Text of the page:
[3] Appellant argues that as a matter of law, from the evidence, he was delayed for an unreasonable length of time after his arrest before being brought before a magistrate for examination and trial and for the purpose of fixing bail, and that by reason thereof respondents were guilty of false imprisonment and were legally liable in damages therefor; that this was the only conclusion that the jury could reasonably have reached from the evidence; and that their verdict in favor of the respondents and the judgment entered thereon are clearly contrary to the law and evidence. Under the circumstances and conditions here presented it cannot be so held as a matter of law. This question of fact was placed squarely before the jury under proper instructions on that subject. In 79 A.L.R., page 13, many cases are cited in which certain circumstances were held to justify the delay, including inaccessibility of the magistrate, the intervention of holidays, and lateness of the hour. Generally, it is a question for the jury as to whether there was unreasonable delay on the part of those making the arrest. In Peckham v. Warner Bros. Pictures, Inc., 36 Cal. App. 2d 214 [97 P.2d 472], cited by appellant, the appellate court, in reversing a judgment notwithstanding the verdict, said at page 220:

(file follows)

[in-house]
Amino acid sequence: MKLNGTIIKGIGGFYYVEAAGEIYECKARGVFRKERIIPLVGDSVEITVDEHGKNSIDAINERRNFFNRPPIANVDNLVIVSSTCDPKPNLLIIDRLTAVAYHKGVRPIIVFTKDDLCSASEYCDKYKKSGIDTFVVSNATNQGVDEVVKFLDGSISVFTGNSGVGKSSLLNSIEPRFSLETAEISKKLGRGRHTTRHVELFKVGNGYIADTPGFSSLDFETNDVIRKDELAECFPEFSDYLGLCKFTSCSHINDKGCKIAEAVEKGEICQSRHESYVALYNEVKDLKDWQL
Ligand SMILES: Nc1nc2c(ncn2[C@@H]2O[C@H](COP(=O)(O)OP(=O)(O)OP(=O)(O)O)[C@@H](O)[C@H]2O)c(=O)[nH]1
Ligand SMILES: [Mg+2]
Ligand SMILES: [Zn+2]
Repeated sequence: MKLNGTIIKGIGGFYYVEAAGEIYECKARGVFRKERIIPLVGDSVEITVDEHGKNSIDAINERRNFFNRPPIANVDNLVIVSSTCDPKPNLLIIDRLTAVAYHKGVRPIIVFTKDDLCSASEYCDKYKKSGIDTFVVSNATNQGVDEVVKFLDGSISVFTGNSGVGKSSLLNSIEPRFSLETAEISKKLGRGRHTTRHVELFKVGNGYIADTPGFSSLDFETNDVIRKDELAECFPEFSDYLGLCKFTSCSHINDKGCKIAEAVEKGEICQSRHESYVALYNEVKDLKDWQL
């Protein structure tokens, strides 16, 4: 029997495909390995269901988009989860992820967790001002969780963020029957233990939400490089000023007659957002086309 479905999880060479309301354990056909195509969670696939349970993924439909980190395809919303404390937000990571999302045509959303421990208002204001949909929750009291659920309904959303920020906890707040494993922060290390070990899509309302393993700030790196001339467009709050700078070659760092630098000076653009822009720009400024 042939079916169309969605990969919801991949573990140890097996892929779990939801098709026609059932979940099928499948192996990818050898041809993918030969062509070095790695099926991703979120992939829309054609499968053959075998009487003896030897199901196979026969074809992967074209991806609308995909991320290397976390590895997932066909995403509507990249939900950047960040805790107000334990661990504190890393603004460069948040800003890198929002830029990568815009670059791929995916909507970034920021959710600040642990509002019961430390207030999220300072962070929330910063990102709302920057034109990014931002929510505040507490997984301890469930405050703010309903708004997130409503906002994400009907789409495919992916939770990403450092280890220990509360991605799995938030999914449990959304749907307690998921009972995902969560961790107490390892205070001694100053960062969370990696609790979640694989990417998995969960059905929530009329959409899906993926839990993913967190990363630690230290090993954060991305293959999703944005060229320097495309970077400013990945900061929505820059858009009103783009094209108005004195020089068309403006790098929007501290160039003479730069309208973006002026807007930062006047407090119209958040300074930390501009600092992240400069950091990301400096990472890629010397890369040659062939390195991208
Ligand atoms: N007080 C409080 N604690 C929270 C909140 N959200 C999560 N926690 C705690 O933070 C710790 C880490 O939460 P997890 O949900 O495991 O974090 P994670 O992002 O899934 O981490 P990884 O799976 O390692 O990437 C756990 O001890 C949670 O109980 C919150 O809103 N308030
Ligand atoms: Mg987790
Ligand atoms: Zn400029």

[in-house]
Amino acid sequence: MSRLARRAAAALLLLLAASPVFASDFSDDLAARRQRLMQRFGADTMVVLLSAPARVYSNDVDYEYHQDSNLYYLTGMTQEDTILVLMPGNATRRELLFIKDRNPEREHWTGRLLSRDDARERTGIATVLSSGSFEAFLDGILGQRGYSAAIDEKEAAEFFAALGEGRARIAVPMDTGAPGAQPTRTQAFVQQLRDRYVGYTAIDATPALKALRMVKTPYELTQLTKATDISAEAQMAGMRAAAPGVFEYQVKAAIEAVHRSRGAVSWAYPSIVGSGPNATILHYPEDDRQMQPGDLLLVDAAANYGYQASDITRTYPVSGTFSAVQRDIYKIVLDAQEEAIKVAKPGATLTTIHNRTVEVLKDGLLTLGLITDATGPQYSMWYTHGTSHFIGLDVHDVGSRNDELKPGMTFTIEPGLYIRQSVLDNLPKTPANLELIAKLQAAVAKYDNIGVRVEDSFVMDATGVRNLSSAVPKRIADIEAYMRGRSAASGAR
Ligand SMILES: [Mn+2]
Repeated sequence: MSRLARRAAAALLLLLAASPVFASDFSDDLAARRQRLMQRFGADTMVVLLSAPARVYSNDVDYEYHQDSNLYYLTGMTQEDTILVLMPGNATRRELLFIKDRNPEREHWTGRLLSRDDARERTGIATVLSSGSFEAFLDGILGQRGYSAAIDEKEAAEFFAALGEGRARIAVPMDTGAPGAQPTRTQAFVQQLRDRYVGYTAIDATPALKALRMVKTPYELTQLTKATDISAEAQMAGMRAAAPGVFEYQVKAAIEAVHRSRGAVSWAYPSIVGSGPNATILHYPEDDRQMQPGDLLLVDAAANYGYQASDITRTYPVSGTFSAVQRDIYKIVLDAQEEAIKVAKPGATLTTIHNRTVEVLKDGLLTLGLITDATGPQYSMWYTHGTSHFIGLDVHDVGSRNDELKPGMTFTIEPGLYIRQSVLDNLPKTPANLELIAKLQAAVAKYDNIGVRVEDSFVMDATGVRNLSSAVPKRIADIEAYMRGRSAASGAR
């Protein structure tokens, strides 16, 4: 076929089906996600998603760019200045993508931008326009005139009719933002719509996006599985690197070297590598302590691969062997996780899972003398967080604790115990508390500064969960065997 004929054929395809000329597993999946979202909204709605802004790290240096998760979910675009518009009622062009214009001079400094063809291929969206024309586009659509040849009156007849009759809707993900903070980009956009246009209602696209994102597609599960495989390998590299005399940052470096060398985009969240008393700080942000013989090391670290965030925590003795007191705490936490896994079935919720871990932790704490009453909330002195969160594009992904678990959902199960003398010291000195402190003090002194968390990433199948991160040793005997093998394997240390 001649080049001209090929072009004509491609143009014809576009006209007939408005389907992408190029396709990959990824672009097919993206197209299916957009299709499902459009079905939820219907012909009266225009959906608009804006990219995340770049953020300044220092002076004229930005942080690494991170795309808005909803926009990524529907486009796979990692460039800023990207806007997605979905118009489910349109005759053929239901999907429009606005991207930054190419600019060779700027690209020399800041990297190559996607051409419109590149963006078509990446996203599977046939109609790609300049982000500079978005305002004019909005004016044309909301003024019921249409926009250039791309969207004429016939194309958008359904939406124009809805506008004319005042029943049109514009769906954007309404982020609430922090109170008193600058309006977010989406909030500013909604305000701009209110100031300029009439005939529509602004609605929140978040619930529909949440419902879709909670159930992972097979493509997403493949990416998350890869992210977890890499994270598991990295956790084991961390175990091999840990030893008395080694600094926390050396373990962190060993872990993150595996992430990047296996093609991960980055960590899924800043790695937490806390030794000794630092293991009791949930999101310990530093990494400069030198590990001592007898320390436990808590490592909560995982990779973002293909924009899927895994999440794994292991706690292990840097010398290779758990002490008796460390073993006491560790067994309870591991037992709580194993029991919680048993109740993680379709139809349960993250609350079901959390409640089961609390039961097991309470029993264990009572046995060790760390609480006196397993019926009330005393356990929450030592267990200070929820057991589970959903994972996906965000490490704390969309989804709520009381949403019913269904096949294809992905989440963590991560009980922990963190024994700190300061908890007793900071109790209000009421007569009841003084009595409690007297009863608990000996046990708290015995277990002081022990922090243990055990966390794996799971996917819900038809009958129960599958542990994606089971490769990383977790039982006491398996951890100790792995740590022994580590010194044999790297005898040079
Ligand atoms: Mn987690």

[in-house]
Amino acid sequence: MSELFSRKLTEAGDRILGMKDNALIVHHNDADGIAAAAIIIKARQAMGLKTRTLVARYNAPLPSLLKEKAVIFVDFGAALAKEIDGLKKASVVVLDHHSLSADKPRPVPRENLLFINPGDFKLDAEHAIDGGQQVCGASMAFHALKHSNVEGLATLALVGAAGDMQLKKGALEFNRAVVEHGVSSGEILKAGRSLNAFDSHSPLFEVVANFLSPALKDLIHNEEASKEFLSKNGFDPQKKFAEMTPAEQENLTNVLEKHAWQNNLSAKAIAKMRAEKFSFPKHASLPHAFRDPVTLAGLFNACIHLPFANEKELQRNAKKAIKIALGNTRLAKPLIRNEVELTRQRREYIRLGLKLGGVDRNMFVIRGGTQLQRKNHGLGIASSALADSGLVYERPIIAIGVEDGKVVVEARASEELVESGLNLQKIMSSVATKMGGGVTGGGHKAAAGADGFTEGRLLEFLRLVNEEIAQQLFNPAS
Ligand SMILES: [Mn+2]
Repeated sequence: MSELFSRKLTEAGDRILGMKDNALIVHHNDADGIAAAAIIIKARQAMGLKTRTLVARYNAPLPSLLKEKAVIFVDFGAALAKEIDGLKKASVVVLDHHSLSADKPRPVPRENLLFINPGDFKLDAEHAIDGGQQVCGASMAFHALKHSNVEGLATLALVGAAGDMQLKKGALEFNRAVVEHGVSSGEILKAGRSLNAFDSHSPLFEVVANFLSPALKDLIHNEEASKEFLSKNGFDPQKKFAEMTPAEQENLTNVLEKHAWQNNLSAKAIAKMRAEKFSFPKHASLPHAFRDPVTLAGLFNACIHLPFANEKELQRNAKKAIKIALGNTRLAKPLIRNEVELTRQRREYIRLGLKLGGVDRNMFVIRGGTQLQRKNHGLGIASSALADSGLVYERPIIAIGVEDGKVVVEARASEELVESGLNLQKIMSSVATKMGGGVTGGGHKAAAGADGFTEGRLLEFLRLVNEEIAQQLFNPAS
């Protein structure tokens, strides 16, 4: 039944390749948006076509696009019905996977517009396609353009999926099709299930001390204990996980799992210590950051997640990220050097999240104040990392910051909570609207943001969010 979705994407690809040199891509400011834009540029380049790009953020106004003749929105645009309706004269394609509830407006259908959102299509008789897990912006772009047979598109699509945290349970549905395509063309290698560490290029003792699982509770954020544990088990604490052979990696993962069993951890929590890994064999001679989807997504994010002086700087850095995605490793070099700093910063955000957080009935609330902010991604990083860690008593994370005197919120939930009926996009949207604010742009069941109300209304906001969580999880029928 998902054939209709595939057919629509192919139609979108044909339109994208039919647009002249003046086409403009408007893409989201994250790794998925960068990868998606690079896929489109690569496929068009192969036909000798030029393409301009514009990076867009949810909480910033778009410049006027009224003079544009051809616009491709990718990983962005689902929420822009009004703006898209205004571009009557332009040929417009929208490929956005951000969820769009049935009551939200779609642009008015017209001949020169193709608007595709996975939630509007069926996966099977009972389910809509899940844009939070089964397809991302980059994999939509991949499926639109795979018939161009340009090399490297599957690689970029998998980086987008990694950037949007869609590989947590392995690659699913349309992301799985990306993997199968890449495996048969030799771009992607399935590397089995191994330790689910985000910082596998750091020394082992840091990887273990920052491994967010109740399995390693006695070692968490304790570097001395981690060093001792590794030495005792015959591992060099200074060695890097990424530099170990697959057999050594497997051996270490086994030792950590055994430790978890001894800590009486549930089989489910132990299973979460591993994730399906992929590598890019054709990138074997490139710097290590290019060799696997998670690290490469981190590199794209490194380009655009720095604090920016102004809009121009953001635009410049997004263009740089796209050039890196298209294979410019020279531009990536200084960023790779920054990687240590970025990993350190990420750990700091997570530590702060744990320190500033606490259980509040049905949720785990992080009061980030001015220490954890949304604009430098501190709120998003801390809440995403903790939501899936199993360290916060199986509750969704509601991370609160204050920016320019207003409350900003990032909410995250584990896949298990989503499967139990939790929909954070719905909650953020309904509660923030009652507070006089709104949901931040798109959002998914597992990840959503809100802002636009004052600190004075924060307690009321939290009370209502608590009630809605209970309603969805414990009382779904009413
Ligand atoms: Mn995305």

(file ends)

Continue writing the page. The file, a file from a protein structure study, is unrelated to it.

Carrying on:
"Applying the above-stated rules of law to the facts of the instant case, since plaintiff Sorrell was incarcerated for [55 Cal. App. 2d 868] almost twenty-four hours before being released, and in fact never taken before a magistrate, and plaintiff Peckham was incarcerated for more than forty-eight hours before being taken before a magistrate and released, the case was properly submitted to the jury for a determination of the issue as to whether an unreasonable time had elapsed after the arrest of said plaintiffs without taking them before a magistrate." (Italics ours.)

[4] Next, appellant complains of claimed errors of the trial court in admitting certain evidence over his objection. One pertained to certain photographs of dead burro carcasses, which it is contended, excited the sympathy of the jury and prejudiced it against appellant. The record is replete with descriptions of the killing and slaughtering of the burros, the packing of the meat, and the blood on the clothes of the men. The photos were admissible in evidence. [5] The argument that counsel for respondents were permitted to cross-examine appellant on irrelevant and immaterial matters is not meritorious and there appears to be no abuse of discretion. A trial court has discretionary power over cross-examination which will be disturbed on appeal only in case of an abuse thereof. (East Bay Mun. Utility District v. Kieffer, 99 Cal. App. 240 [278 P. 476, 290 P. 591].)